[ 30. March 2013, 20:40: Message edited by: Zach82 ]

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Anglican_Brat
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Yesterday night I stumbled onto a 1955 book on US religions. In the section on the Episcopal Church, the Episcopal writer stated that all Episcopalians accepted the theological implications of the Virgin Birth but some may doubt the biological literalism of the story. He concluded that the Church had room enough for both perspectives.

Even in 1955, before John Shelby Spong, American Anglicanism strove to be comprehensive and accepting of theological diversity.

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sososlowly
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Zach,

I see, and I agree with, the point you're making. But once you start talking about whole denominations as if there were uniform levels of confidence, or certainty, within them the baby has already gone out with the bath water. And not just in the famously broad church of Anglicanism.

I could stand in the nave of my local Roman Catholic church and hit twenty people with a well aimed bread roll who have less certainty in the virgin birth than I do.

Denominations are coalitions.

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Zach82
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I'm not making that point, sososlowly. That survey is such obviously nuance-blind tripe that even discussing it is a gigantic waste of time.

[ 30. March 2013, 20:53: Message edited by: Zach82 ]

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Mark Betts

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quote:
Originally posted by Zach82:
I'm not making that point, sososlowly. That survey is such obviously nuance-blind tripe that even discussing it is a gigantic waste of time.

Of course it is Zach82. I know that the Daily Telegraph and other national newspapers were very interested at the time, but we won't worry about that, will we? You know best, of course.

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Amos

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Which other national newspapers? Not the Daily Mail, by any chance?
Of course the Torygraph was interested: it's just the sort of thing that would appeal to Damian Thompson. But that doesn't mean that the survey has any meaning or value whatsoever.

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Arethosemyfeet
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quote:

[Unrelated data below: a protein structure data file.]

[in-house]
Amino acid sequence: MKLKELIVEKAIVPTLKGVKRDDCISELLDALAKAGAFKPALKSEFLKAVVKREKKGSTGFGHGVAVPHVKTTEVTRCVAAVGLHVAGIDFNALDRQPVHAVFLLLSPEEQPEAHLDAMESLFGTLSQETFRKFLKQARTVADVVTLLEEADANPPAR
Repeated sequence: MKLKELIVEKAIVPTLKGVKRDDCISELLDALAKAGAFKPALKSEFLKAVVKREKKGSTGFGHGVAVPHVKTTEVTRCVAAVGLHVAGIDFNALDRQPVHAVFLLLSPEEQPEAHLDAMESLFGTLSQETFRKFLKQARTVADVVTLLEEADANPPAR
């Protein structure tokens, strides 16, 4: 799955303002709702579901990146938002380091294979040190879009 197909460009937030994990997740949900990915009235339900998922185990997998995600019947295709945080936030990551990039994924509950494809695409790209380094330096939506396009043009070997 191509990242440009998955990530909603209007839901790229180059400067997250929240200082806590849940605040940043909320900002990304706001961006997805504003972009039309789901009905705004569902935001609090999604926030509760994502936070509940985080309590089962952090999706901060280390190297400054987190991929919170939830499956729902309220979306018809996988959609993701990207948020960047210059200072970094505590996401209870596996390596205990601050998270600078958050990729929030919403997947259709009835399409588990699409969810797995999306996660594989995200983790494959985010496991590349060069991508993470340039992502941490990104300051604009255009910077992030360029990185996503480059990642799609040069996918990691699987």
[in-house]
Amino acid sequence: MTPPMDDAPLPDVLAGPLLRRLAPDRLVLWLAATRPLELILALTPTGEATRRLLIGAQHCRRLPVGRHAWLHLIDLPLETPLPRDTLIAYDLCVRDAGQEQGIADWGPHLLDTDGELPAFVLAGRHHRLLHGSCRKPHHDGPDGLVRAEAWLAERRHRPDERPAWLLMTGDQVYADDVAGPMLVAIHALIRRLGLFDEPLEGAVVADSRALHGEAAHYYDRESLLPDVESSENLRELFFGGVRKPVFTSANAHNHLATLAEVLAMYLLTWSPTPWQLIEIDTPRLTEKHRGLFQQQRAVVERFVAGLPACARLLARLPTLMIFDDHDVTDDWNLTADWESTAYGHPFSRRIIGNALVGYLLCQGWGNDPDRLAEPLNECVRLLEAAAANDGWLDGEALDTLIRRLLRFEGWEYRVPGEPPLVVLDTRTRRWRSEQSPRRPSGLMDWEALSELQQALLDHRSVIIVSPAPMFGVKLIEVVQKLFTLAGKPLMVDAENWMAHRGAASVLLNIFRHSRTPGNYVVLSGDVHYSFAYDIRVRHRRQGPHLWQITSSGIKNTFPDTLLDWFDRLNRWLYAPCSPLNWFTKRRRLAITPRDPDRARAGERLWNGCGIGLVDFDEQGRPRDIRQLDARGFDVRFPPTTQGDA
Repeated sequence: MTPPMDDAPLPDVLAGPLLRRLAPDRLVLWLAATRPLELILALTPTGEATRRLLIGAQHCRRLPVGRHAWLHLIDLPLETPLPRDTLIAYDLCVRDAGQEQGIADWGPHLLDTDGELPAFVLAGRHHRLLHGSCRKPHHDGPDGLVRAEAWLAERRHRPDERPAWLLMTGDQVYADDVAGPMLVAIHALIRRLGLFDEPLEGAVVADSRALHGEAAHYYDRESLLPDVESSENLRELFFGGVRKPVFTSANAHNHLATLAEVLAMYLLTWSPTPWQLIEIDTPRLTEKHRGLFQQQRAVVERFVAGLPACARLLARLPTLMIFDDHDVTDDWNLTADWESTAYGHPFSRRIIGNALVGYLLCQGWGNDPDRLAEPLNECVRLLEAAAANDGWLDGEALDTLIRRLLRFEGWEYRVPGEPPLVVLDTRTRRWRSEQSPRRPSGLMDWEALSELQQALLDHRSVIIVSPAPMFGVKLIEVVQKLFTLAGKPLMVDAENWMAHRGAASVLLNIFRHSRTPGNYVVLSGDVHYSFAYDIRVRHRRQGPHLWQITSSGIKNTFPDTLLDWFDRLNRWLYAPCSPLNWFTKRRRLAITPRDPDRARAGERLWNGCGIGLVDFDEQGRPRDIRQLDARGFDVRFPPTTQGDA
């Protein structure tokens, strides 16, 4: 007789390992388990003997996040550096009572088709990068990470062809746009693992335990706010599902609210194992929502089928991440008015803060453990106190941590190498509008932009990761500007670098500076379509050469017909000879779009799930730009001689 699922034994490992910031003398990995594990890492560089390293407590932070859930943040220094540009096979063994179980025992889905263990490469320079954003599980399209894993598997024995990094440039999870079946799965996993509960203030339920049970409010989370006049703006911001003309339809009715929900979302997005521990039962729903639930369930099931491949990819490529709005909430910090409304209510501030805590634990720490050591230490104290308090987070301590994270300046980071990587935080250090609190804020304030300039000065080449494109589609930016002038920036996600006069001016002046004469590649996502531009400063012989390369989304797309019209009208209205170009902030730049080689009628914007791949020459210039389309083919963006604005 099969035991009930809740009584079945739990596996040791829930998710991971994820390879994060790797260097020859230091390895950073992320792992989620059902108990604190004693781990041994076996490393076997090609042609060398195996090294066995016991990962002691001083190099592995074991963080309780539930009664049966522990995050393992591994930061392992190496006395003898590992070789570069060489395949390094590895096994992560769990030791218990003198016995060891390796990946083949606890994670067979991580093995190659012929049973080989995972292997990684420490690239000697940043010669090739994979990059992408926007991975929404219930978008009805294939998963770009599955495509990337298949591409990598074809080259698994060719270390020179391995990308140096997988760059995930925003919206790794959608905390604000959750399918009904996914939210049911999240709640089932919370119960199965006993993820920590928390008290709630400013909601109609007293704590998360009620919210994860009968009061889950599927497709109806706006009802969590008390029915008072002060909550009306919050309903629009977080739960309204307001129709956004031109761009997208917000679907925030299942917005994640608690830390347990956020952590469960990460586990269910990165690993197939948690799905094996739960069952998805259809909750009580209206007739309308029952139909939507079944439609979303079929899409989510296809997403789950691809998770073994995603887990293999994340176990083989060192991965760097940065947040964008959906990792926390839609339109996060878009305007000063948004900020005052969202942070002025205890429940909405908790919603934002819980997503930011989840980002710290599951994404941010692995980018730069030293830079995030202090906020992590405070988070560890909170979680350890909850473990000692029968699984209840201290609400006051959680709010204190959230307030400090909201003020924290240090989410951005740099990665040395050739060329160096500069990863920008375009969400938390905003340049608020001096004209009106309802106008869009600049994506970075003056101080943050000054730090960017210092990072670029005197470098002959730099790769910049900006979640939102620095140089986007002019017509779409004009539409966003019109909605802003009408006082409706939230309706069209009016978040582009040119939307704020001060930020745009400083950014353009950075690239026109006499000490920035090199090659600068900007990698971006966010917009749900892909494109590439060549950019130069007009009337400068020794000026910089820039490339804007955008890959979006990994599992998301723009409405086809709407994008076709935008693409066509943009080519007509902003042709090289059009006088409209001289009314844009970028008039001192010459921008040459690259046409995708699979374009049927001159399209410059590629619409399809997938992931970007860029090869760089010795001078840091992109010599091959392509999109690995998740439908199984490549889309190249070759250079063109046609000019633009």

Originally posted by Mark Betts:
quote:
Originally posted by Zach82:
I'm not making that point, sososlowly. That survey is such obviously nuance-blind tripe that even discussing it is a gigantic waste of time.

Of course it is Zach82. I know that the Daily Telegraph and other national newspapers were very interested at the time, but we won't worry about that, will we? You know best, of course.
The Torygraph would be interested, wouldn't they? Anything that supports their goal of portraying the mainstream of the CofE as a bunch of lefty tree huggers playing at religion. They hate that the Church was the only institution left that could challenge their beloved Thatcher in the 80s, and they hate that the church is starting to stand up for Gospel values against a government that has declared war on the poor and the disabled.
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Zach82
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I humbly suggest that we've pointed out enough of that survey's glaring weaknesses by now, in more than one thread no less. So until Mark can move past simply repeating the unsubstantiated assertions, it might be best to move on.

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sososlowly
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Sorry Zach.
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Komensky
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quote:
Originally posted by Trisagion:
I would suspect the ratio to be much higher than that - if you're talking about nominal Anglicans. If about practising ones then we're about equal.

There was a thread about this a couple of years ago but concentrating on things your side of the pond. I can't remember how it went.